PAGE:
This article is part of our Rising Star Portfolios series.
Today, my search continues for some great small- and mid-cap stocks to add to my real-money "multivitamin" portfolio. Friday, I revealed the results for this month's Foolish 8 screen and came up with 12 candidates. Those stocks are being tracked on the F8's own CAPS page.
Today, we turn to the Modified Foolish 8.
It's lonely at the top
For the second month in a row, not a single stock passes the Mod 8 screen. I'm actually quite pleased this is happening, and I have no inclination to loosen the requirements just to get a few companies to pass. The criteria are tough for a reason.
For a refresher, here's a summary of the changes I made to turn the Foolish 8 into the Mod 8:
- Raised the revenue cap to $900 million or less.
- Took the $25 million limit off the daily dollar volume requirement, making it simply $1 million or greater.
- Loosened the relative strength requirement to 50 or greater.
- Required not only positive cash flow but also positive free cash flow.
- Required a price-to-free-cash-flow-to-cash-flow growth (PFCF-to-FCF growth) multiple of 1 or less. I have tweaked the screen to use actual FCF growth over the past year.
- Required greater than 15% return on equity over the past four quarters, and for each of the past three fiscal years.
According to the independent American Association of Individual Investors, or AAII, the Mod 8 has had average annual returns of 15% from January 1998 through October 2011. The S&P 500 averaged 1.9% annually over that period. The AAII methodology involves buying a stock the month it appears on a screen and selling when it's off -- something we'd never do in real life but that we will do while tracking our results.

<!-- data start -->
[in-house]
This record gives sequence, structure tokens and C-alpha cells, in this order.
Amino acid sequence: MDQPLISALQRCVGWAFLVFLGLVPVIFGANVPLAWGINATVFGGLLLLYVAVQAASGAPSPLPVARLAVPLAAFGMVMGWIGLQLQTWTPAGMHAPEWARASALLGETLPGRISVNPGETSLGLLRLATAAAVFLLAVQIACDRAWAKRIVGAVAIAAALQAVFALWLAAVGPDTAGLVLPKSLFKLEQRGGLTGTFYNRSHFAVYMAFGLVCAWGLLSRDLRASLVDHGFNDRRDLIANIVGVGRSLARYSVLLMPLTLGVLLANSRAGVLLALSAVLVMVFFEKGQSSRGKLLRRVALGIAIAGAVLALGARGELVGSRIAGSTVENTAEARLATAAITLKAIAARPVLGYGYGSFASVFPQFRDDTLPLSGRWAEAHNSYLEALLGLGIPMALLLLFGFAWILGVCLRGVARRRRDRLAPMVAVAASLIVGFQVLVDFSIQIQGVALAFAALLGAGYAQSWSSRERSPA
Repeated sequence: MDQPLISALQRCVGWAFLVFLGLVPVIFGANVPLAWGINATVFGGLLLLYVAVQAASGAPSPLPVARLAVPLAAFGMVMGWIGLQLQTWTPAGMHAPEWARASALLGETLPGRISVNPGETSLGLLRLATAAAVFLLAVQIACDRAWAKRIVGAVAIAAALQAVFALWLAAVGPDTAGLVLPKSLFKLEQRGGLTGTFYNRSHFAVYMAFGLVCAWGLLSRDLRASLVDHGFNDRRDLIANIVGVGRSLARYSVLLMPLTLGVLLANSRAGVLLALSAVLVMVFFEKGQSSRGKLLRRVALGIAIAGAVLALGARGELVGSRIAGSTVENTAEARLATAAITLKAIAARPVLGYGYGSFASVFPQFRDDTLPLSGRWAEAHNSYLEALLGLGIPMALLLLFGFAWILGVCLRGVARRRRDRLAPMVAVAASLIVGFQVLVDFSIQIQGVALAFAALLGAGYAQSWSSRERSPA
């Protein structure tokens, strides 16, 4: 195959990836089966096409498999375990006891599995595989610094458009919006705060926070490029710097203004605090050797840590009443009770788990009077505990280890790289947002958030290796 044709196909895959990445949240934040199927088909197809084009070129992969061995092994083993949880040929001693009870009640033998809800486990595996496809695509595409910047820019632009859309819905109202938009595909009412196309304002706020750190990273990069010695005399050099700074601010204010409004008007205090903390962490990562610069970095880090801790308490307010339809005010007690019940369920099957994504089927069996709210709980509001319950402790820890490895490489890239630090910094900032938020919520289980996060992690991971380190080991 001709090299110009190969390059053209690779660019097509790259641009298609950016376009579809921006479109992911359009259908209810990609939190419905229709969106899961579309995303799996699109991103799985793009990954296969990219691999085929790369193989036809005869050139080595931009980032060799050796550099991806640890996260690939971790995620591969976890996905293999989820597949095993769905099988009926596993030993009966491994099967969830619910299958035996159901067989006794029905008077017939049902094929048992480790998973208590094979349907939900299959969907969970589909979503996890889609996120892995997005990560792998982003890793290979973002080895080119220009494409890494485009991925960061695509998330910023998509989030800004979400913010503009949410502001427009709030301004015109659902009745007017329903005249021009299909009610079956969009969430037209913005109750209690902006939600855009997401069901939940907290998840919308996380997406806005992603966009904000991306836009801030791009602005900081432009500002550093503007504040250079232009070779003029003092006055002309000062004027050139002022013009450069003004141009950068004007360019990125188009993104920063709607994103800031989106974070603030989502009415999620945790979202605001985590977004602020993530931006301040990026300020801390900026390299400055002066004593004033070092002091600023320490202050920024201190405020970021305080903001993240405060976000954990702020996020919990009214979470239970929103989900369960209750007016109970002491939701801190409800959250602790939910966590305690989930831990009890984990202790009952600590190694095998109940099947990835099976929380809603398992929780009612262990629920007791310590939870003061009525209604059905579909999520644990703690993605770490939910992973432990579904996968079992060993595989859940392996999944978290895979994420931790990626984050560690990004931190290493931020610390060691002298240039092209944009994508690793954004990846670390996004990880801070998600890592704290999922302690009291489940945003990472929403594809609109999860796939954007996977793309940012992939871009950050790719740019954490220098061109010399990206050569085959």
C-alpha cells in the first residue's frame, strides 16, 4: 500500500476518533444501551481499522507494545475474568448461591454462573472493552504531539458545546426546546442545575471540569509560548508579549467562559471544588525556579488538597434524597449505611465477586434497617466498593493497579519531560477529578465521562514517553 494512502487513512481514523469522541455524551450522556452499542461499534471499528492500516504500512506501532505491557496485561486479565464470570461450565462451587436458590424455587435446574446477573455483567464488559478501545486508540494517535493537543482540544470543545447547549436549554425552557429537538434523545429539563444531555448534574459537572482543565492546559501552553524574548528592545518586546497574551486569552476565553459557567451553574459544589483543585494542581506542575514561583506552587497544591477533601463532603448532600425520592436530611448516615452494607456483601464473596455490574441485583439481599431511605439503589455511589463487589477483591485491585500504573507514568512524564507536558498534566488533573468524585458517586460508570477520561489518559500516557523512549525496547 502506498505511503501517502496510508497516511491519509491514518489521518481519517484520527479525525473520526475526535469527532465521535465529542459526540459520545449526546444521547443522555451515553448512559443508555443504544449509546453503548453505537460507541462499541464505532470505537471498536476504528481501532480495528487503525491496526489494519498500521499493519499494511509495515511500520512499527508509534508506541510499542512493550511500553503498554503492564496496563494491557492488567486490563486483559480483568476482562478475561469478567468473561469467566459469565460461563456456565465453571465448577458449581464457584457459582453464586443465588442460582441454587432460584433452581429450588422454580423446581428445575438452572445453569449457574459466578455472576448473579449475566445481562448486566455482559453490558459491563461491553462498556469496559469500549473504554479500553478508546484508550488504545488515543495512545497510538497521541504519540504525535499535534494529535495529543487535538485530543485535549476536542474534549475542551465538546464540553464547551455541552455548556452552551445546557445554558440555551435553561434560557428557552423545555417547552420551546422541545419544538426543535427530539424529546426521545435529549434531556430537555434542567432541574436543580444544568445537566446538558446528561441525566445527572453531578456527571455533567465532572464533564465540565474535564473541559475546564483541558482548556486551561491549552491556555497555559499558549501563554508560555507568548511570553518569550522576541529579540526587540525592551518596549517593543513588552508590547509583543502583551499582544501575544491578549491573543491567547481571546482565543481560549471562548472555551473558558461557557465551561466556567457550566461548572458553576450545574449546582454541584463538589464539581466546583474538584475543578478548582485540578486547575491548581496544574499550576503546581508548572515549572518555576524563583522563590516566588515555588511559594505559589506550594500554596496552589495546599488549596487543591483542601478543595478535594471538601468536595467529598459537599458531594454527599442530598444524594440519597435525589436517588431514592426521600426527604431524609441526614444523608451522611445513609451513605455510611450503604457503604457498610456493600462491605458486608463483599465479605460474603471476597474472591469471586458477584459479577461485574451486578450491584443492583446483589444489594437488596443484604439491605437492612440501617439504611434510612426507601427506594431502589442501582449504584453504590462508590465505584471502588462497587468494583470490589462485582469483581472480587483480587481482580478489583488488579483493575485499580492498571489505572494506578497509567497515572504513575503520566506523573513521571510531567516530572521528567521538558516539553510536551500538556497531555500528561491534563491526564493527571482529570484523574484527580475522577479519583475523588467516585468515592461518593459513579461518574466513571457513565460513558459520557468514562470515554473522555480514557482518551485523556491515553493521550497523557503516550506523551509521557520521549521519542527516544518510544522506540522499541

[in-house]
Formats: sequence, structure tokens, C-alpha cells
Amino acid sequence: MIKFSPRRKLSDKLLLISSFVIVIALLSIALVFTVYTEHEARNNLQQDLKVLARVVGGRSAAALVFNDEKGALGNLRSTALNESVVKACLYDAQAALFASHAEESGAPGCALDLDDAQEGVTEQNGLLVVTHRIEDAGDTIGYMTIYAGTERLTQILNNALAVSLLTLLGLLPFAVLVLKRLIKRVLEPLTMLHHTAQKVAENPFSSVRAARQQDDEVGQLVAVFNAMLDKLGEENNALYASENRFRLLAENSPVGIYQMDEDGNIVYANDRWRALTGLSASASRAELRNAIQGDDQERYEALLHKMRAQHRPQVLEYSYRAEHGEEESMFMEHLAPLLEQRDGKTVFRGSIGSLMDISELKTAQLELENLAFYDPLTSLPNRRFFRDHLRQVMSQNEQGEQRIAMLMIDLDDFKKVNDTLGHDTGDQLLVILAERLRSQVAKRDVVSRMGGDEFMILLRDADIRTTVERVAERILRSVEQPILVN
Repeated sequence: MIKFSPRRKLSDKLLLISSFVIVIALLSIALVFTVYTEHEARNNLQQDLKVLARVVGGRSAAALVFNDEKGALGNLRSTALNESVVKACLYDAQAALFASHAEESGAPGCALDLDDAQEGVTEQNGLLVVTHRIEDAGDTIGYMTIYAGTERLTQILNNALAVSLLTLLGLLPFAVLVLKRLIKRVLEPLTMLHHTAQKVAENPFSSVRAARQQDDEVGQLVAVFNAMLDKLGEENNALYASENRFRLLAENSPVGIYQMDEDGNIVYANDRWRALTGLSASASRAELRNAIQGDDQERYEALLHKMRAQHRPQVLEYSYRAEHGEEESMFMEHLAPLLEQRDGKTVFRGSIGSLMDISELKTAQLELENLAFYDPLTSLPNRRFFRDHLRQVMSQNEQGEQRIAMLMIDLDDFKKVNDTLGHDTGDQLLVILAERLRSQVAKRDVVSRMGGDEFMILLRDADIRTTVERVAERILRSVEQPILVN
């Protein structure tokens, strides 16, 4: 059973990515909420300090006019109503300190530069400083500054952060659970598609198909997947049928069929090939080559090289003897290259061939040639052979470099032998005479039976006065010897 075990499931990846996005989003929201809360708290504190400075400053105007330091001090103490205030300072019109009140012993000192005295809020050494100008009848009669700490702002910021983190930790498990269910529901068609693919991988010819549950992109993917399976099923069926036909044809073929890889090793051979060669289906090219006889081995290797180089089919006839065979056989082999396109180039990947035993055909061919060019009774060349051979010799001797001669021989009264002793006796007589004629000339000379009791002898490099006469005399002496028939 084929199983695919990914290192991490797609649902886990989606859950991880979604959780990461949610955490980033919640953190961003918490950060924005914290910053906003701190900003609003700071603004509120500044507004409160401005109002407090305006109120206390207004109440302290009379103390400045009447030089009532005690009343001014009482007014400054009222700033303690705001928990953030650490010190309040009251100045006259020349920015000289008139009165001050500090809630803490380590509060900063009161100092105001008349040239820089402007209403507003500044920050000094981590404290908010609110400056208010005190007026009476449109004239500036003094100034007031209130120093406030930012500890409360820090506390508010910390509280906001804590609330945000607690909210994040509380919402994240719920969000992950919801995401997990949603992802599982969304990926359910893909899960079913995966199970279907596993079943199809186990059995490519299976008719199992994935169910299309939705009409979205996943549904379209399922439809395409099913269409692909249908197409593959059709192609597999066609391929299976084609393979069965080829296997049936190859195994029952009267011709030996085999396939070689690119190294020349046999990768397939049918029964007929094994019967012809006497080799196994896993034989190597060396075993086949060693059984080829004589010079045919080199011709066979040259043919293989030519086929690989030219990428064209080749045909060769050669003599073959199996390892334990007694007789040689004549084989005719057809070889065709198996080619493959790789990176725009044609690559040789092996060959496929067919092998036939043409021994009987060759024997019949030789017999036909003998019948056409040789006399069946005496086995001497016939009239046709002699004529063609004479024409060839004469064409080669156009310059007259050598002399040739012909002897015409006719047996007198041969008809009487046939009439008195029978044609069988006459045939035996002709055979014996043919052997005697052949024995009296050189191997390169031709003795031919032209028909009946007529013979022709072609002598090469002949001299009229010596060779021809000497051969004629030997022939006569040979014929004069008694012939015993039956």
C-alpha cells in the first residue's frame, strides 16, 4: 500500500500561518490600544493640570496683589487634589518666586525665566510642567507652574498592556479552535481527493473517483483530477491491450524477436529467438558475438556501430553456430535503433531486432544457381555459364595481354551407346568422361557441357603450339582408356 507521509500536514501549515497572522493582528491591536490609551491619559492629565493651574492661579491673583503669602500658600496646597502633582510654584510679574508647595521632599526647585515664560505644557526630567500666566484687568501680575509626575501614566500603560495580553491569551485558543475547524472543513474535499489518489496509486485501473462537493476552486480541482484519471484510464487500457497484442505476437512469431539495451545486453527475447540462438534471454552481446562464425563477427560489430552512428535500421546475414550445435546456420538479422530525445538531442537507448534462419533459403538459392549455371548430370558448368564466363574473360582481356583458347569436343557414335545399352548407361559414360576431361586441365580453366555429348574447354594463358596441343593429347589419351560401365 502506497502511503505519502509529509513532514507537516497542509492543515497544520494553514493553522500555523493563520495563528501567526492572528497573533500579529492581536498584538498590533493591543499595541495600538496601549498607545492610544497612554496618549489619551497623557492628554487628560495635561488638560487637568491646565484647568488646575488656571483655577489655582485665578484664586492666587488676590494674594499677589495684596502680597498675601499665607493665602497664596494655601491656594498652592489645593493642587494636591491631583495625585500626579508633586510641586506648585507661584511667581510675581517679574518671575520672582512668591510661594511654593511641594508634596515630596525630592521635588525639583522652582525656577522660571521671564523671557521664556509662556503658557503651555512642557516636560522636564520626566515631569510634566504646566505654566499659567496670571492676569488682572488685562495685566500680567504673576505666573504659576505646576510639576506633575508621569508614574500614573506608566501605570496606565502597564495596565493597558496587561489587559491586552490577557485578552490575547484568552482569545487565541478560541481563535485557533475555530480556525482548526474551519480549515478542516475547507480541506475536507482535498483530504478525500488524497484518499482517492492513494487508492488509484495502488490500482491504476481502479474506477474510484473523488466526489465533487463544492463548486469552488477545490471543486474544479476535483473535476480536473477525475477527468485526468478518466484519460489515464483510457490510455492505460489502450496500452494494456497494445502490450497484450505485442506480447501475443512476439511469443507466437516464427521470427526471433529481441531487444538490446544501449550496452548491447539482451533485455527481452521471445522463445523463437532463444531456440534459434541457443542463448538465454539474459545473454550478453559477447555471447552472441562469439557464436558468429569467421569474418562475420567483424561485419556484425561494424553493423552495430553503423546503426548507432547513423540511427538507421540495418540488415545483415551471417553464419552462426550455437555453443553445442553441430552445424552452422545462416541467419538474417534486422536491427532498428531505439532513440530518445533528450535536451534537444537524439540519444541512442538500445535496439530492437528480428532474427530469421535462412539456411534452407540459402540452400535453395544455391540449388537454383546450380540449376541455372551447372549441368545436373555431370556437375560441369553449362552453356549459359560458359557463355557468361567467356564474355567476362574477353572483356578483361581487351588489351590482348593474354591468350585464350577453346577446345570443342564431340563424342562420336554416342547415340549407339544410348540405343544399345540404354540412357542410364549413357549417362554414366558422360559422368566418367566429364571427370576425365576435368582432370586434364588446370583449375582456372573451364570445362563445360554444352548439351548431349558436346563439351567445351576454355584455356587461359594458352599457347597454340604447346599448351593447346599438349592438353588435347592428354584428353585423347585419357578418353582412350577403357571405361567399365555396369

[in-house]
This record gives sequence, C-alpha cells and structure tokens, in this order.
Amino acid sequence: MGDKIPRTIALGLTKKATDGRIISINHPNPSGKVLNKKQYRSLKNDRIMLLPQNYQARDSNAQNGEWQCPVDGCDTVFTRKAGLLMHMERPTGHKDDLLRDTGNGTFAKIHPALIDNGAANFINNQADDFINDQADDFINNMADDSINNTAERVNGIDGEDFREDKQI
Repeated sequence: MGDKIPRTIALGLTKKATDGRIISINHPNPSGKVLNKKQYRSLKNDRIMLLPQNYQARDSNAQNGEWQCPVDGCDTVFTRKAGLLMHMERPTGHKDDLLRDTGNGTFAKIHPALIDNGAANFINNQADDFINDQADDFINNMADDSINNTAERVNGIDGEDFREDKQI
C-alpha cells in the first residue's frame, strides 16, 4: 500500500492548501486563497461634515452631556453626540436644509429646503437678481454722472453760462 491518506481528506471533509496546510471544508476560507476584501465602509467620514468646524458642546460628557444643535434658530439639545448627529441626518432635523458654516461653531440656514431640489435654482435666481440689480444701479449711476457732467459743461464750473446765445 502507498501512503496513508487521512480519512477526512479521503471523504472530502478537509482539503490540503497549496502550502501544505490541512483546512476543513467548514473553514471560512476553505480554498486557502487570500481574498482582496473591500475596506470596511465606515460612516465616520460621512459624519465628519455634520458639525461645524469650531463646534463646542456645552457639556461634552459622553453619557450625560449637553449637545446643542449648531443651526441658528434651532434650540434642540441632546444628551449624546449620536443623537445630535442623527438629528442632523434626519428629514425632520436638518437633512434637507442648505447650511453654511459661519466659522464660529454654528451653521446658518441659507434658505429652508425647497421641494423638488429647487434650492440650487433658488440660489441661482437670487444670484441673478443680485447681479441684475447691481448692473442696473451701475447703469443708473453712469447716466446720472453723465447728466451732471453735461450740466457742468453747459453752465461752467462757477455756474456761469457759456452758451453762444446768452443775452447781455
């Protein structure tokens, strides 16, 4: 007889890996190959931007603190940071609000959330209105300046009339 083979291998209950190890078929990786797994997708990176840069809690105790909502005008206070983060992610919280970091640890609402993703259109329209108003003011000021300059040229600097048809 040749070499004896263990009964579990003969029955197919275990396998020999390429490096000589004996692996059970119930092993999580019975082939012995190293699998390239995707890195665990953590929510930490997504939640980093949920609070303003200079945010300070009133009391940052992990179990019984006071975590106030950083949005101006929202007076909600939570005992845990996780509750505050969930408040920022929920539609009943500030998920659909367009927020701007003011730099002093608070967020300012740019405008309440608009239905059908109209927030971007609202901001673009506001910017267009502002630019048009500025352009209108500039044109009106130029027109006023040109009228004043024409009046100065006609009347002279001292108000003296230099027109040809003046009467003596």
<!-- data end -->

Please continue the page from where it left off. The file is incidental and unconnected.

Four to consider
Today I want to highlight four companies that almost passed the screen, failing on only the return-on-equity requirement. Each of these had greater than 15% ROE over the past four quarters and the past two fiscal years, missing on only that most distant third fiscal year. They are all also on this month's Foolish 8 screen, as explained in Friday's article.
Altisource Portfolio Solutions
Epoch Investment Partners
Hi Tech Pharmacal
Onward and upward
So, nothing this month from the Modified Foolish 8, but the small caps that passed Friday's Foolish 8 screen are still in play for me. I'll soon report back on whether any of them are a good fit for the portfolio. So far, I've bought four stocks off these two screens: LSB Industries, lululemon athletica, II-VI, and Kulicke & Soffa.
If you're interested in keeping up with any of these companies, just add them to your free watchlist -- and you'll gain access to The Motley Fool special report "Six Stocks to Watch from David and Tom Gardner."
- Add SolarWinds to My Watchlist.
- Add lululemon athletica to My Watchlist.
- Add LSB Financial to My Watchlist.
- Add Kulicke & Soffa Industries to My Watchlist.
- Add II-VI to My Watchlist.
- Add Hi Tech Pharmacal to My Watchlist.
- Add Epoch Investment Partners to My Watchlist.
- Add Altisource Portfolio Solutions to My Watchlist.
Fool analyst Rex Moore tweets but is not a twerp. He runs a real-money Rising Star portfolio based on his screens. Of the companies mentioned here, he owns shares of lululemon athletica. The Motley Fool owns shares of II-VI, lululemon athletica, and Kulicke & Soffa Industries. Motley Fool newsletter services have recommended buying shares of II-VI and lululemon athletica. Try any of our Foolish newsletter services free for 30 days. We Fools don't all hold the same opinions, but we all believe that considering a diverse range of insights makes us better investors. The Motley Fool has a disclosure policy.